The first two software reliability concepts we examine concern our overall strategy for pursuing reliability. The foundation of our strategy is prudence and wisdom over brainless rule-following. No single methodology, set of best practices, or regulated rule can guarantee correctness or is appropriate in all situations.
Not all errors are created equal
The extent to which errors in different parts of the software ecosystem are liable to expose the firm to automation risk varies significantly. For example, errors in the order management logic of an automated trading system are far more likely to be dangerous than errors in a desktop tool displaying market turnover figures to the trader. We therefore explicitly admit a varied appetite for errors in our systems. This means we need not adopt the same strategy for assuring software reliability across all software components.
To be clear, admitting a tolerance for some errors does not mean we open the door to a laissez faire attitude to sloppy software development. Rather, it allows Technology leadership to appropriately focus time and resources on assuring the reliability of the most critical software components. Further, it does not mean a complete absence of reliability concerns in the remaining software systems: it merely facilitates adoption of different practices that better achieve the right balance between rapid innovation and correctness.
Testing is just part of a software reliability strategy
Especially in light of new rules and guidelines emerging from regulatory bodies, software testing is receiving a good deal of attention. We acknowledge the importance of testing, but we take the firm view that it is just one of a number of angles of attack on the software reliability problem. To be clear, building reliable and robust software has always been a challenge in the industry. To date, no known method provides firm guarantees about correctness. In particular, with a huge number of failed projects, some of them very prominent, software testing methodologies cannot claim to be uniformly successful. In short, software reliability is not a solved problem: both industry and academia are still trying to tackle it.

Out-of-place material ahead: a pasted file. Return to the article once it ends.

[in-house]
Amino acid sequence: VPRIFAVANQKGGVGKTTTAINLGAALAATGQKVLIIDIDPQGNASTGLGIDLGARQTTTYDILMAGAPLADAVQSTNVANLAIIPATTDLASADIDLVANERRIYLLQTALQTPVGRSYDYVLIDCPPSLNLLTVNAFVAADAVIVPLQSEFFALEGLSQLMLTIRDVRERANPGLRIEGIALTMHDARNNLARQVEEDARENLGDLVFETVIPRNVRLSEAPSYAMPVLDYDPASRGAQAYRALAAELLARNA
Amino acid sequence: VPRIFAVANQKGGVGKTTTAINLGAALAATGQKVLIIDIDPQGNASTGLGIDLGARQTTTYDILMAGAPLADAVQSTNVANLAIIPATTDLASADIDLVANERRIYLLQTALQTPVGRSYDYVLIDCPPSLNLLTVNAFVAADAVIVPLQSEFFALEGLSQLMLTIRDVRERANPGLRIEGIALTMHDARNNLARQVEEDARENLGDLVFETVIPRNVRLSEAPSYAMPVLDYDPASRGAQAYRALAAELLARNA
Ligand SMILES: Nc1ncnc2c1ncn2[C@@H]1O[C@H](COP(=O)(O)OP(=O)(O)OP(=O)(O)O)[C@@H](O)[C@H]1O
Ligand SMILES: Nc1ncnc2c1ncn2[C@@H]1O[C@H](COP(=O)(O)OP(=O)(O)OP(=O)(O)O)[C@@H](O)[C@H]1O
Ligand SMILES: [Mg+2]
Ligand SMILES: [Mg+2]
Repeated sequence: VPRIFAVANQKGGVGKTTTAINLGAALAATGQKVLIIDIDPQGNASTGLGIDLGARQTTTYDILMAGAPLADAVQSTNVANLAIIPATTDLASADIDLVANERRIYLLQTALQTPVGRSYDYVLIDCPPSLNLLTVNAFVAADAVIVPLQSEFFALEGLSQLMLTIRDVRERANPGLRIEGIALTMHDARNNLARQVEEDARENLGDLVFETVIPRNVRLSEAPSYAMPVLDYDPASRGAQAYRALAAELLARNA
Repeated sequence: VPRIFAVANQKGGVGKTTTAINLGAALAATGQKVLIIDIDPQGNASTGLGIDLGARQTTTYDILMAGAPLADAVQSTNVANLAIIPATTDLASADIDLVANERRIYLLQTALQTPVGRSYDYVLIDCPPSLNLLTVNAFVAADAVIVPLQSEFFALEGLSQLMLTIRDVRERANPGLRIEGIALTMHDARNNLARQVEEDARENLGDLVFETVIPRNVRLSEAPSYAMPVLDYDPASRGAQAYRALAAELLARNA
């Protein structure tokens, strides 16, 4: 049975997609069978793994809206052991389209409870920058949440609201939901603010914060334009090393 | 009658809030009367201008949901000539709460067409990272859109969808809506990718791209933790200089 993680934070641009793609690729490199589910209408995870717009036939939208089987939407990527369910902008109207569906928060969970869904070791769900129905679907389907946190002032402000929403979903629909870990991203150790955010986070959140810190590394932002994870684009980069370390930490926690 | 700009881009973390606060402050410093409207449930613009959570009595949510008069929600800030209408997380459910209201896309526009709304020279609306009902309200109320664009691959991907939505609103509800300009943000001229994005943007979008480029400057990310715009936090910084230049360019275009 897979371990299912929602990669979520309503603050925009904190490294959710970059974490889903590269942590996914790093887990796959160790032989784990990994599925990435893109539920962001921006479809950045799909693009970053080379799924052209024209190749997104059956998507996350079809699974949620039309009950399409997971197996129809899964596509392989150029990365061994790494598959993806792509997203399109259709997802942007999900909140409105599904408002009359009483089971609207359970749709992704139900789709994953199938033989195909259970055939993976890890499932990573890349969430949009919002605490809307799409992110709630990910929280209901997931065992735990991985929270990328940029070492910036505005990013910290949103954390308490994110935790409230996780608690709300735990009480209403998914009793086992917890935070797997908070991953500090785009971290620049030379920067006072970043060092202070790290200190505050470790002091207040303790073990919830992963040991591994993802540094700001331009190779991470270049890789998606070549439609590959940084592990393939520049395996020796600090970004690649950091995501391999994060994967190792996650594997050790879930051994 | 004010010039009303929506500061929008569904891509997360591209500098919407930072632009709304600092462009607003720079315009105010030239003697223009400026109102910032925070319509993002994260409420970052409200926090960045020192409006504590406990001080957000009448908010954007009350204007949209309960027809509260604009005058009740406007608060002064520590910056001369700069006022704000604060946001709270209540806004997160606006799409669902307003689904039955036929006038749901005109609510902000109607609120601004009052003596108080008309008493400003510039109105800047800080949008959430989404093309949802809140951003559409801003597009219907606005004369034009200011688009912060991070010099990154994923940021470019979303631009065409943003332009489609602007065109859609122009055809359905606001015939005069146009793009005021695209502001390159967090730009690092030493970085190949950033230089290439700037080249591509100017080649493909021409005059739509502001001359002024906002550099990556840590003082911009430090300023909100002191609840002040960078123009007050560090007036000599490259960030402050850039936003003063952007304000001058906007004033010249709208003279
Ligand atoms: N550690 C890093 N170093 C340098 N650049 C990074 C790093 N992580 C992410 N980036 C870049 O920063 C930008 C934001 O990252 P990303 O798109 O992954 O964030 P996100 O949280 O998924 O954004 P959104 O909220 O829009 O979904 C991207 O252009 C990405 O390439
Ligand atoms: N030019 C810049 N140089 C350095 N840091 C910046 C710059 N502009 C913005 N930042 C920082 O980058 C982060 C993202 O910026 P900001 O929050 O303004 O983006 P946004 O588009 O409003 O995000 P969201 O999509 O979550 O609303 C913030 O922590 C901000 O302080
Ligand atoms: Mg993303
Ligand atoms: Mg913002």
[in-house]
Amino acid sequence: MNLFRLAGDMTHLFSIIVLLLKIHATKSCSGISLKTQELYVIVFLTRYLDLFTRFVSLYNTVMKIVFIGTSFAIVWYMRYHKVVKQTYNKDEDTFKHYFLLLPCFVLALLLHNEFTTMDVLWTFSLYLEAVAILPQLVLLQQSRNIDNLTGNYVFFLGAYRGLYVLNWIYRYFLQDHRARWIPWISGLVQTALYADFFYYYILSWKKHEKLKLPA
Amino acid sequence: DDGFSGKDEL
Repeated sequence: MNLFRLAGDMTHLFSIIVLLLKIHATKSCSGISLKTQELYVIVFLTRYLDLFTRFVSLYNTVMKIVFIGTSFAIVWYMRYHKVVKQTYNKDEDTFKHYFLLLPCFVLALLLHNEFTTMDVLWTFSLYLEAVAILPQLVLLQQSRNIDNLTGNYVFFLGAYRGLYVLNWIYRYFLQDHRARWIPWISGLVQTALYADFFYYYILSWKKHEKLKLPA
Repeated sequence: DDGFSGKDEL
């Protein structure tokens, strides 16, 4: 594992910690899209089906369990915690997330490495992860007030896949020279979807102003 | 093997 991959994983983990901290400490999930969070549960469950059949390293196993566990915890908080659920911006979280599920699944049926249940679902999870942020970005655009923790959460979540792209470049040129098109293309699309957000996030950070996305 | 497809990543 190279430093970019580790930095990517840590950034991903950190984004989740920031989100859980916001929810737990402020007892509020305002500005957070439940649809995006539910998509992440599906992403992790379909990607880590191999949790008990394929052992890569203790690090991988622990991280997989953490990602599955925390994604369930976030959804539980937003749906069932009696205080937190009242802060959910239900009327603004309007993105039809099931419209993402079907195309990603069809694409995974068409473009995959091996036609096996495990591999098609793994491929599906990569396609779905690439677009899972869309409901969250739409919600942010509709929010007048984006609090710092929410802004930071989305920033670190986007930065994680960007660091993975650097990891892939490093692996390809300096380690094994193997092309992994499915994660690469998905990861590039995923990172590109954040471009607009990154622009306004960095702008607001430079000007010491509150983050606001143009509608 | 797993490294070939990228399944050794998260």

Nevertheless, we acknowledge that modern best practices are available, and we seek always to use them to guide our own thinking. We stress the continuity of that thinking: best practices continue to evolve, and our approaches to quality assurance in general, and to testing specifically, will change accordingly.
A great example of these principles comes from our Automated Trading Systems (ATS) engineering teams. A few years ago we were in the midst of releasing some new trading applications. We made a few successive releases with small bugs in our risk-checking code.
Our risk-checking code is one of the most critical components in our system. Bugs in this part of this system are taken very seriously and this spate of incidents was quite concerning.
To deal with this problem we took a very aggressive approach:
For every trading strategy the ATS engineers created a list of all functionality related to risk checks. This list was then vetted by our Technical Operations team to ensure it covered the areas they expected.
For every release, no matter how small or insignificant, functionality in this list would be tested by ATS engineers.
The testing needed to be “end-to-end” with a production-ready version of the binary. Unit tests or tests which “mocked” functionality of the application with stub code were not sufficient.
Each release would include an attestation that this testing was performed.
The Technical Operations team checked the attestation to ensure the testing was completed prior to each release.
In addition to pre-release testing, our Technical Operations team "fire drills" risk-related functionality in production to see it working in the real world. They do this on a regular basis, and especially when major functional changes are made to our systems. This gives us more assurance that the functionality of our risk-checking limits system continues to behave as expected.
Finally, every year Optiver’s offices perform a “peer assessment”, in which a group of engineers travels to each Optiver location to perform a deep dive analysis of selected aspects of the office’s risk procedures.
As you can see, testing is only one part of a broad, company-wide, reliability strategy around risk limits.
Our approach to software reliability is quite different, however, in other areas like our user interfaces. Because there is little, if any, automated trading risk in these systems, our strategy is more accepting of errors, and has a reduced need to be all-encompassing. We still adhere to our overall development principles and practice a variety of disciplines such as TDD, code reviews, and beta testing. But the primary risk of error in these systems is loss of productivity, and thus the reliability strategy can be less all-encompassing.
David Kent, Chief of Staff - Technology
David is a Stanford Computer Science alum and spent several years as a developer at Amazon.com. He joined Optiver as a Software Engineering Lead in 2009 and has led many of Optiver’s software development teams. He is presently Chief of Staff for the Optiver US Technology Group.